Expulsion of Leaving Cert students over sugar snorting video ‘harsh’, says judge

One of the students was told by school to sign a ‘confession’, court told

Mr Justice Seamus Noonan fixed next Tuesday to hear an application by the two students to be allowed back to the school, pending the outcome of the full hearing.

Mr Justice Seamus Noonan fixed next Tuesday to hear an application by the two students to be allowed back to the school, pending the outcome of the full hearing.

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A High Court judge has expressed surprise that a dispute over the purported expulsions of two secondary school students who posted videos on social media of another pupil snorting a white powder substance during class has not gone to mediation. The substance turned out to be sugar.

Mr Justice Seamus Noonan said, while the school “may or may not be within its rights” to expel the students, it seemed “extremely harsh” to put them out of school “in their Leaving Cert year”.

The incident occurred, unknown to the teacher, during a lesson. The videos were posted on social media. The school was made aware of the incident by one of the boy’s mothers, out of her concerns for the safety of her son and other students.

Details of the incident were published in an Irish daily newspaper.

Earlier this week the students launched challenges against the school board of management.

On Thursday, Feichin McDonagh SC, for the board, said the students had not been expelled but had been suspended pending a final decision by the board, due on November 23rd.

A “preliminary view” had been taken by the board they should be expelled, counsel said, adding the school had followed the practices as set down under the Education Act in respect of the matter.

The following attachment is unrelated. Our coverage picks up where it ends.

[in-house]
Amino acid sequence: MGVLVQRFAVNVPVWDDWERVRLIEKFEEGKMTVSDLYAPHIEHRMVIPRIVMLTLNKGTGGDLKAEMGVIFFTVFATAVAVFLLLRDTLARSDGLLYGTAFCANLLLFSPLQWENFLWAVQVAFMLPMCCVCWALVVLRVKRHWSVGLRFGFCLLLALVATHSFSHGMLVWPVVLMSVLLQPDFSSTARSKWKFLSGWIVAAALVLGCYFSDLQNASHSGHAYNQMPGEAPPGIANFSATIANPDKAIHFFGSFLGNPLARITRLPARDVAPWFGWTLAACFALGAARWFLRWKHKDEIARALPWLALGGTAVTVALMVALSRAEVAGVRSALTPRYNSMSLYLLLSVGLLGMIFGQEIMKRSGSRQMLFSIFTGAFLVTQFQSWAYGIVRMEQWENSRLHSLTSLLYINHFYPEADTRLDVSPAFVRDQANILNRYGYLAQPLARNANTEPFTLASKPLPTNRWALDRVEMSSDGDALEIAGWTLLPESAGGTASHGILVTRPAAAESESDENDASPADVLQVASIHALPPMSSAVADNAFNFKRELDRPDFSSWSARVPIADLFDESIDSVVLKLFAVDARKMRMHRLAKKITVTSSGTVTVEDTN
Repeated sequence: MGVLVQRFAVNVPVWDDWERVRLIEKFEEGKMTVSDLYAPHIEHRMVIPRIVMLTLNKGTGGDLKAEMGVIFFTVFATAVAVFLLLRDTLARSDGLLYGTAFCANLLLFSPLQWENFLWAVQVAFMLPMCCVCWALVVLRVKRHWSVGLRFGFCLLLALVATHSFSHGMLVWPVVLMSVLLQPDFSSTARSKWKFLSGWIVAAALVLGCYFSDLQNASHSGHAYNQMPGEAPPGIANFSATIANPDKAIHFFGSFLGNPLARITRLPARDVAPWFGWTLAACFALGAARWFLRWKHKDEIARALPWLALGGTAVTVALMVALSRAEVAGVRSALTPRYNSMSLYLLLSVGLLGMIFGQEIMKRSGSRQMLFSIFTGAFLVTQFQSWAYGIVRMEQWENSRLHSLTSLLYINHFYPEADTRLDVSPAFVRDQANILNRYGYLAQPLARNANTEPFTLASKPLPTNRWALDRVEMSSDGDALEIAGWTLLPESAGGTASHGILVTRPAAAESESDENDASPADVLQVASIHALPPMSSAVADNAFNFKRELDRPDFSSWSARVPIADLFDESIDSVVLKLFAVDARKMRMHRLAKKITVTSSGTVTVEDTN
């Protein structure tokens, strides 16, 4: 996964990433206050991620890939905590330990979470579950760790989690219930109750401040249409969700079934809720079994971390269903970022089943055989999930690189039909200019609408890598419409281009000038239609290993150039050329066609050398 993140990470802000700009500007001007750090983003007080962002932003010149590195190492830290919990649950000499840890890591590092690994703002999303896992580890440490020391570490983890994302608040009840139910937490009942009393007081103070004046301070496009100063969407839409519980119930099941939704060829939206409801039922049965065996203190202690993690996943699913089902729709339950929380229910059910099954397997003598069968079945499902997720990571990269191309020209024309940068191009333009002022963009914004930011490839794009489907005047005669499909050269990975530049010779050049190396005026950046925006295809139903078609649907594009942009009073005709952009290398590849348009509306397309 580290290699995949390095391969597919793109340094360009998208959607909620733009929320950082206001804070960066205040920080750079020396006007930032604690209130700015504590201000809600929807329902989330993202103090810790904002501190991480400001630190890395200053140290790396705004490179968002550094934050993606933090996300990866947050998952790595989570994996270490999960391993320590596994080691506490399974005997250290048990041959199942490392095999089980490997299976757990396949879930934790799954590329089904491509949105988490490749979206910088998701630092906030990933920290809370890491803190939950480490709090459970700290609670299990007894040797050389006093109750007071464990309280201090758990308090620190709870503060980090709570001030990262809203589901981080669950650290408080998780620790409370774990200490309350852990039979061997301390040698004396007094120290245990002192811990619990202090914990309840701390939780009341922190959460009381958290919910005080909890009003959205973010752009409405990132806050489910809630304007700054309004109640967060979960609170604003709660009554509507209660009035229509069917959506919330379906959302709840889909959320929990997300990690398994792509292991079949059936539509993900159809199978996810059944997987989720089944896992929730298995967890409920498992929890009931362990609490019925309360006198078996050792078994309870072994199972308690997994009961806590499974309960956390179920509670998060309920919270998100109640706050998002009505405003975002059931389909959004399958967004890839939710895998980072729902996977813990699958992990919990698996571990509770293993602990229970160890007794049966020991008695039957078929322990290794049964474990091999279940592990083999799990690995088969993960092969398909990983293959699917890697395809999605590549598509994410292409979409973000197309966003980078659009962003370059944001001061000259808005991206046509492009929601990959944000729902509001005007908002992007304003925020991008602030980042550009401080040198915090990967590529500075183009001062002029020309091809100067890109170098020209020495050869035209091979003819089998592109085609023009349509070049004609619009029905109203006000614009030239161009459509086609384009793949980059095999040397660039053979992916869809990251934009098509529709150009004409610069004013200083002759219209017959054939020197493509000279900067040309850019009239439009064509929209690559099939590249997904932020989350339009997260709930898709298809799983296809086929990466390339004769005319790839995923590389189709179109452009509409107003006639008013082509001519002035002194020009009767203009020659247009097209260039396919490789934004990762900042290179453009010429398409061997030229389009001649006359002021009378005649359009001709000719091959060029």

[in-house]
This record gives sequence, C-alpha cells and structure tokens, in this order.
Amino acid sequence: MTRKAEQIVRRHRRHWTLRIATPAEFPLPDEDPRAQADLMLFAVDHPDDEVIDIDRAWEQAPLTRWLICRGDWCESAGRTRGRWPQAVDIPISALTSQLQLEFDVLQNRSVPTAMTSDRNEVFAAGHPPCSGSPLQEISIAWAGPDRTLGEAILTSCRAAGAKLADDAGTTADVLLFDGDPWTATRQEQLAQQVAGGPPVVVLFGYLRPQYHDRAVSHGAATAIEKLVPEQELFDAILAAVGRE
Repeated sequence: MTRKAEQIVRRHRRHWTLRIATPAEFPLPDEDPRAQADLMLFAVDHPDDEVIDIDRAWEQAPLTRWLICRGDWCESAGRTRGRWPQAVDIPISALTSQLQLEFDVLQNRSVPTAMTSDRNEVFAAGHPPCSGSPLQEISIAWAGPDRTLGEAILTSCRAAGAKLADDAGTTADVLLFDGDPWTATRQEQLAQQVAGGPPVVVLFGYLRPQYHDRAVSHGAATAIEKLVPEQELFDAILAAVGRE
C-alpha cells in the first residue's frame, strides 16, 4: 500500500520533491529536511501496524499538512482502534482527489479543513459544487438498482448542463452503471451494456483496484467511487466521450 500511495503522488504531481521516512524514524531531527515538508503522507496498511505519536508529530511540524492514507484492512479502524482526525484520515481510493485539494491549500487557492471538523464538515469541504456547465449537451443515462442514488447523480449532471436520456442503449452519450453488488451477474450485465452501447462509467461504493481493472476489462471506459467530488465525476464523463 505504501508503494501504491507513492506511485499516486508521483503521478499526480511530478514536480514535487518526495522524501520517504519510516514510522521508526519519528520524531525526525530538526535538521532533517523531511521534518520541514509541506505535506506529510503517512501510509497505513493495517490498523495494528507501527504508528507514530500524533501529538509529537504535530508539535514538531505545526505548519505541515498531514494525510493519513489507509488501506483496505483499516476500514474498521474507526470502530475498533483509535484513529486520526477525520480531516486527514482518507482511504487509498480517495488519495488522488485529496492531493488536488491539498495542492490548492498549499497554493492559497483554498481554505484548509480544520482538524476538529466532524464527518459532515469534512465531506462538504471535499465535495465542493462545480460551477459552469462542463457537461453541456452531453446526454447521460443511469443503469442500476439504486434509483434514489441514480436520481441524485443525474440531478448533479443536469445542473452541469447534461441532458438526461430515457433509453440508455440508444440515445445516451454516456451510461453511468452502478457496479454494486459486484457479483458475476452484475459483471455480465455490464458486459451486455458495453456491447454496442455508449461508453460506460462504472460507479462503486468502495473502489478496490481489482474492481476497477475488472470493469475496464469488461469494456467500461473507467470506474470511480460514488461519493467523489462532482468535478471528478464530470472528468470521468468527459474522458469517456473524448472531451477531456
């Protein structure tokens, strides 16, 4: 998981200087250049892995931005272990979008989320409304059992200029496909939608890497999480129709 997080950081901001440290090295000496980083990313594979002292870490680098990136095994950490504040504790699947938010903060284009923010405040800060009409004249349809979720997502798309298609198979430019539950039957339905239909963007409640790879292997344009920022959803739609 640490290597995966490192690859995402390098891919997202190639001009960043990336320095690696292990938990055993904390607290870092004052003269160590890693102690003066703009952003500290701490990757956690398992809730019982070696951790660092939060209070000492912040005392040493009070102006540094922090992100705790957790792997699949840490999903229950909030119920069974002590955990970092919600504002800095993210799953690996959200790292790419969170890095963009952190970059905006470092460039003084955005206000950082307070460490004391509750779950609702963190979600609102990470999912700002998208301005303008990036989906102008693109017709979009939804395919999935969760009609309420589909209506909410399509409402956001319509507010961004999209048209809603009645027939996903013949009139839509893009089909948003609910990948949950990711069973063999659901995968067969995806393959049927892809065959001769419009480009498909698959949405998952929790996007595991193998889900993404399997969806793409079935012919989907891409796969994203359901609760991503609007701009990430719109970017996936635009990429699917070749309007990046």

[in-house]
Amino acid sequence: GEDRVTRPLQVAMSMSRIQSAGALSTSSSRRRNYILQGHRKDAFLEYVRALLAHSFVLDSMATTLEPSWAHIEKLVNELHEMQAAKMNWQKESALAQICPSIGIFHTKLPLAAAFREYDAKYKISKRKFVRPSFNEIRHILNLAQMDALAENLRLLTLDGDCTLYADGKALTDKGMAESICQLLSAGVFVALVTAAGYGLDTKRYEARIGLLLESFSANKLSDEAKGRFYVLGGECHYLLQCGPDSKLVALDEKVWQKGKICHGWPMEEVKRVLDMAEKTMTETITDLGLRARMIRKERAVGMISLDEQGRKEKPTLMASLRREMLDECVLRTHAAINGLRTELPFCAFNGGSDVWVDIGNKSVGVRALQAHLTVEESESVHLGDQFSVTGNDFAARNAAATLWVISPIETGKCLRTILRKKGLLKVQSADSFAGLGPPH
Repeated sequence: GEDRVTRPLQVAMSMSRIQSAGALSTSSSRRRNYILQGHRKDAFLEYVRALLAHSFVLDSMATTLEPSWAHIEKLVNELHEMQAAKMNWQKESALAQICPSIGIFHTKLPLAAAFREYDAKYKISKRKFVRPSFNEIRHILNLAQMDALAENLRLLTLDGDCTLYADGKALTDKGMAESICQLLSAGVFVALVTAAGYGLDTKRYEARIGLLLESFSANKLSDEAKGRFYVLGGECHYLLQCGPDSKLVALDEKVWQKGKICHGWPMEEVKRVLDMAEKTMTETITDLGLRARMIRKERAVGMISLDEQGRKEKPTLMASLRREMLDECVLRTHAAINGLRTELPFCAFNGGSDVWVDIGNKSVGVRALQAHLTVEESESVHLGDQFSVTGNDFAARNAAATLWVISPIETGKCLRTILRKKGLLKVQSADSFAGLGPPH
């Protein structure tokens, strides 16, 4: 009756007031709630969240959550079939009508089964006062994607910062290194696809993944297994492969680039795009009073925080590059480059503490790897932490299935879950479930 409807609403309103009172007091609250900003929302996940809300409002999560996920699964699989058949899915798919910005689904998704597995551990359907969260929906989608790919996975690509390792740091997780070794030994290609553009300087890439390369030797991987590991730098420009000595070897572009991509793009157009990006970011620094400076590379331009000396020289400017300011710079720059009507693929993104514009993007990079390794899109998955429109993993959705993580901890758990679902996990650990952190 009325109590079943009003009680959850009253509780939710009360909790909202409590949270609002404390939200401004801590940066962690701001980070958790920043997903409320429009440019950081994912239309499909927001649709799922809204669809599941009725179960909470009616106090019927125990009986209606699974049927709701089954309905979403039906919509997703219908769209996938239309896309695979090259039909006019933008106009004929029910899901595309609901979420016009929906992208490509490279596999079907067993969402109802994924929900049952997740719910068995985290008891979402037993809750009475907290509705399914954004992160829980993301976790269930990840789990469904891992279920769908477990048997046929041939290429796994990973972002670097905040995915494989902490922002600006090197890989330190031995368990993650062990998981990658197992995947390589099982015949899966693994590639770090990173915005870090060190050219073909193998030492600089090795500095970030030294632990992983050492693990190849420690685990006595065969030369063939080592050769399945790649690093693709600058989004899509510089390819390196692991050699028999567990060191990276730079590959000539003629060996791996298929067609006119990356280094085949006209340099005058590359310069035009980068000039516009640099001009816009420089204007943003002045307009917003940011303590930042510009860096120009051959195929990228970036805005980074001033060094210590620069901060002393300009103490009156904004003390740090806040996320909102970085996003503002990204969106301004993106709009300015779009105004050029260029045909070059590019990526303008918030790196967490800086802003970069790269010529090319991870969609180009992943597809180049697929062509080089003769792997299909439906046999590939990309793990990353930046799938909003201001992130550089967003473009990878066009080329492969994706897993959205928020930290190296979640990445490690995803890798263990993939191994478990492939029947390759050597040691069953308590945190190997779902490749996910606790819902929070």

Seeking time to respond to the student’s actions, counsel said the proceedings were premature, and no decision will be finalised until the meeting. If the board opted not to expel them, that would make the action moot or pointless counsel said.

Counsel said there had also been an engagement with a facilitator, which the board would consider.

Lawyers for the students urged the court to list the case for hearing as soon as possible.

Derek Shortall BL, for one of the students, said his client was challenging his suspension as well as the decision to expel him.

Signed ‘confession’

Counsel said the process had been “poisoned from the outset” given another student had induced his client to video him, and the school had got his client to sign a “confession” after telling him he would not be in trouble.

Andrew Whelan BL, for the second student, said there was additional urgency as his client has special educational needs which had not been met since he was put out of school several weeks ago.

Mr Justice Noonan fixed next Tuesday to hear an application by the two students to be allowed back to the school, pending the outcome of the full hearing. In their action, the students, who cannot be identified for legal reasons, claim the board of management had decided they should be excluded from the school.

The board found the students had behaved in a manner that posed a serious threat to the good order and discipline of the school after a classmate asked them to record him ingesting the white powder on their phones.

The boys claim the board’s decisions breach fair procedures and constitutional justice, are disproportionate and expulsion flies in the face of common sense. The board also failed to take into account the fact the school principal recommended they not be expelled, they claim. It is also claimed the students were told by the school to make statements without being warned those would be used against them in a disciplinary process leading to their expulsion. 

In an effort to make the students provide a statement of the incident it is also claimed they were told they would not be in any trouble, it is claimed. The boys seek various orders including quashing the decision to expel and for their readmission to the school.

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